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Elin Hoffmann Dahl, Hassaan Zahid, Khawar Aslam, and Wasim Jafri
.  Photo: Simon Ming/MSF (used with permission).

Until the 1950s, tuberculosis (TB) was a public health threat in many high-income countries, however, since the development of a vaccine, introduction of effective treatments and rising living standards, incidence has plummeted and new cases are now predominantly imported cases from endemic regions [1]. In predominantly poorer countries, TB still represents a major challenge. The stark global health inequity is highlighted by the 2015 World Health Organisation (WHO) ‘End TB’ strategy which seeks to “eliminate TB as a public health problem” by 2050 [2] – a century after the disease came under control in high income countries. Today, the growing incidence of multidrug resistant (MDR-TB) and totally drug resistant (XDR-TB) are adding to the complexity of disease control; limited funds, that could once have gone directly into public health programs, must now be redirected to research and development for new drugs to tackle drug-resistant disease. This provides a cautionary tale for hepatitis C elimination.

At the discovery of the “non-A, non-B hepatitis” virus in 1989, later named hepatitis C (HCV), this disease was unknown and untreatable, and many naturally considered the diagnosis a death sentence. Interferon provided some respite, but it came at a huge cost for patients who experienced the toxic combination of a prolonged course of injected therapy with extensive side-effects, and ineffective viral clearance with frequent relapse. Treatment was revolutionized in 2011 with the introduction of oral, direct-acting antivirals (DAAs) which have vastly shorter treatment courses and virtually no side-effects. Viral clearance increased from around 50% with injected interferon to over 90% on an oral DAAs. This development has been a pivotal in the control of hepatitis C.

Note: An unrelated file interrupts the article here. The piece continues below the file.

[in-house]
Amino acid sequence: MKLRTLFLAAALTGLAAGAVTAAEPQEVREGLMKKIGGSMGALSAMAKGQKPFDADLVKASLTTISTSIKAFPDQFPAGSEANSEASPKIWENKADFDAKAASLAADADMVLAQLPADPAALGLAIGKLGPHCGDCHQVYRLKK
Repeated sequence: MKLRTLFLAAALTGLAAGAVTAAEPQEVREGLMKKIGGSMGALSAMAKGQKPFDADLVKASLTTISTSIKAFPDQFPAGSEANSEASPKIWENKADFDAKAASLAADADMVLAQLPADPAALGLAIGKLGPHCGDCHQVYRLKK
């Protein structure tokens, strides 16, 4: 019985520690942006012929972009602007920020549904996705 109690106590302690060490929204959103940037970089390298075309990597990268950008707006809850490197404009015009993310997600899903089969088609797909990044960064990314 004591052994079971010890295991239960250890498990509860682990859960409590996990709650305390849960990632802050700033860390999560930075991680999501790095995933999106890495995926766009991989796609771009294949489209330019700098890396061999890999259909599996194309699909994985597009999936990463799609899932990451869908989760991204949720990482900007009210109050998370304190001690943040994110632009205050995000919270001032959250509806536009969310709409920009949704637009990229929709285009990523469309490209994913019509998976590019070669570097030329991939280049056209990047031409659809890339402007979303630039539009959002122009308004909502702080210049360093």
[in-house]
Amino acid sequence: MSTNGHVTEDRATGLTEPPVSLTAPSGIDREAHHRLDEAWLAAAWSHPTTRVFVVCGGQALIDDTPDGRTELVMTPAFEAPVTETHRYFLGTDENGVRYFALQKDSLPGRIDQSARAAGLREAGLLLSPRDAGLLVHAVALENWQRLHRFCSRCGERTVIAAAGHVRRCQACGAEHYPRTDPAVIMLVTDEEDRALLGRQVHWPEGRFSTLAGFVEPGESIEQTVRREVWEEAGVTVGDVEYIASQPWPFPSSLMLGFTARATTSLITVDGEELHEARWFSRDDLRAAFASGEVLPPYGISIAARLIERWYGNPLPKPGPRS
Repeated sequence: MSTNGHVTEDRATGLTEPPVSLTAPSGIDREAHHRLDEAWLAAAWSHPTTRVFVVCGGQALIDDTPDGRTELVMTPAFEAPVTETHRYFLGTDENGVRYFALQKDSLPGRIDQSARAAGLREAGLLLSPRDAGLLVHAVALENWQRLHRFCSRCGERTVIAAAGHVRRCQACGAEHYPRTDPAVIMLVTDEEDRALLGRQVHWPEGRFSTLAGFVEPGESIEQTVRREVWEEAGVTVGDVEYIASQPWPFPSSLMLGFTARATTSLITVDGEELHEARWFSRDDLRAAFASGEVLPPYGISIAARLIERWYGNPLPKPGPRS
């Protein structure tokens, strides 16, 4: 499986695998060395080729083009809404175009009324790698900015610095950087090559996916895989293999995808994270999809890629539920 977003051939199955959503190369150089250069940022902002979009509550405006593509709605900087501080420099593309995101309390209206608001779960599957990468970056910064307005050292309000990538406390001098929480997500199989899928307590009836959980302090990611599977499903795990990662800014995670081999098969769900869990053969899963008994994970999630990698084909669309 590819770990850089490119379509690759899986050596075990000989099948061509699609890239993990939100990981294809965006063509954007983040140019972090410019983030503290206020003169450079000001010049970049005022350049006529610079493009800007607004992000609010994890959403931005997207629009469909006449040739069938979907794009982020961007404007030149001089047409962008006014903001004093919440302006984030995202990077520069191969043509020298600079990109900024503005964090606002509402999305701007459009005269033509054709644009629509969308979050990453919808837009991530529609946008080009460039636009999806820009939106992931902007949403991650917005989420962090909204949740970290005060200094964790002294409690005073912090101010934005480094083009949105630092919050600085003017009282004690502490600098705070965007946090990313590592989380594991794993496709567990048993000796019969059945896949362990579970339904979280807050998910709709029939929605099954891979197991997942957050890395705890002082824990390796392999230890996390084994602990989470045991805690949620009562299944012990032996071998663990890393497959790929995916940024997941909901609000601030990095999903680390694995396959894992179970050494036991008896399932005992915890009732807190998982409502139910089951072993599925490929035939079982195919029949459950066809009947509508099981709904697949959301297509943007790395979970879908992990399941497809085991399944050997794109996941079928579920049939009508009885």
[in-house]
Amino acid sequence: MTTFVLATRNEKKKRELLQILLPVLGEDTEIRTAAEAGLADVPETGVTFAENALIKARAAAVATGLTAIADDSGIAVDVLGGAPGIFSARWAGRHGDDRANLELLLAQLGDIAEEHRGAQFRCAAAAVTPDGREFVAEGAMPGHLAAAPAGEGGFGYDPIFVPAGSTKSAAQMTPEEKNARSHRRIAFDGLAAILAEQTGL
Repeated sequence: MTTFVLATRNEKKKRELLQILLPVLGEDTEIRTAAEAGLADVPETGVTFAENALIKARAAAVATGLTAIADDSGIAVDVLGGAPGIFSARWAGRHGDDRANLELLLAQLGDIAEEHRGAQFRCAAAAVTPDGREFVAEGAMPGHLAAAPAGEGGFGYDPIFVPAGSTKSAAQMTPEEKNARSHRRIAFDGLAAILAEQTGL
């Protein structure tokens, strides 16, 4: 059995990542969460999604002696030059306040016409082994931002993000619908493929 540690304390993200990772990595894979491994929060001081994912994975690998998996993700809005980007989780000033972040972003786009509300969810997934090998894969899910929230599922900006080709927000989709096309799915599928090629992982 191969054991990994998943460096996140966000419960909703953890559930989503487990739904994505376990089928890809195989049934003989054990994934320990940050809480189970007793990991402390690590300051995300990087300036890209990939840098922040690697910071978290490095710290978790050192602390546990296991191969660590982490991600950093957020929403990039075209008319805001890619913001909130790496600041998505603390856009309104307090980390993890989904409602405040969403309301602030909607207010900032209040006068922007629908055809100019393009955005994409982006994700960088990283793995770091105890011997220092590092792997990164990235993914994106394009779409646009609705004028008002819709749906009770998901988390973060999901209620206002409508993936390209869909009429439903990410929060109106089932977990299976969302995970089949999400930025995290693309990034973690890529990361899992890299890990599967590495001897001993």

In many countries with well-functioning health services, HCV is already limited to subgroups of the population. Countries such as the United Kingdom, Georgia and Egypt are well on their way to reaching the WHO goals of elimination by 2030 [3]. Most other countries are lagging behind, particularly those low and middle-income countries (LMIC) with a high prevalence. HCV is still a menace in these countries because of poor health care systems, the need for universal screening and the challenge of competing priorities with inadequate resources. In Pakistan, the country with the second largest burden of hepatitis C, prevalence data from recent years has shown around a 40% increase in HCV antibody rates in the general population. Not only are the health systems ill-equipped to provide testing and treatment services to those suffering from HCV, high rates of nosocomial transmission from poorly functioning health care facilities add to the complexity of the outbreak [4].

Whilst more than 80 countries have developed national plans to eliminate HCV, fewer than half have followed up good intentions with the necessary financial commitment to eliminate the disease [5]. The global resurgence in HCV control has been driven by the shared promise of new treatments, and outrage at exorbitant drug prices, which rich and poor nations alike struggled to afford. Hepatitis C has, for a brief period in time, been “everyone’s problem”. In a few years HCV could be another disease of the poor, restricted to low and middle-income countries alone. So how can we stop HCV from going down the same path as TB, requiring a renewed global elimination strategy 50 years down the line?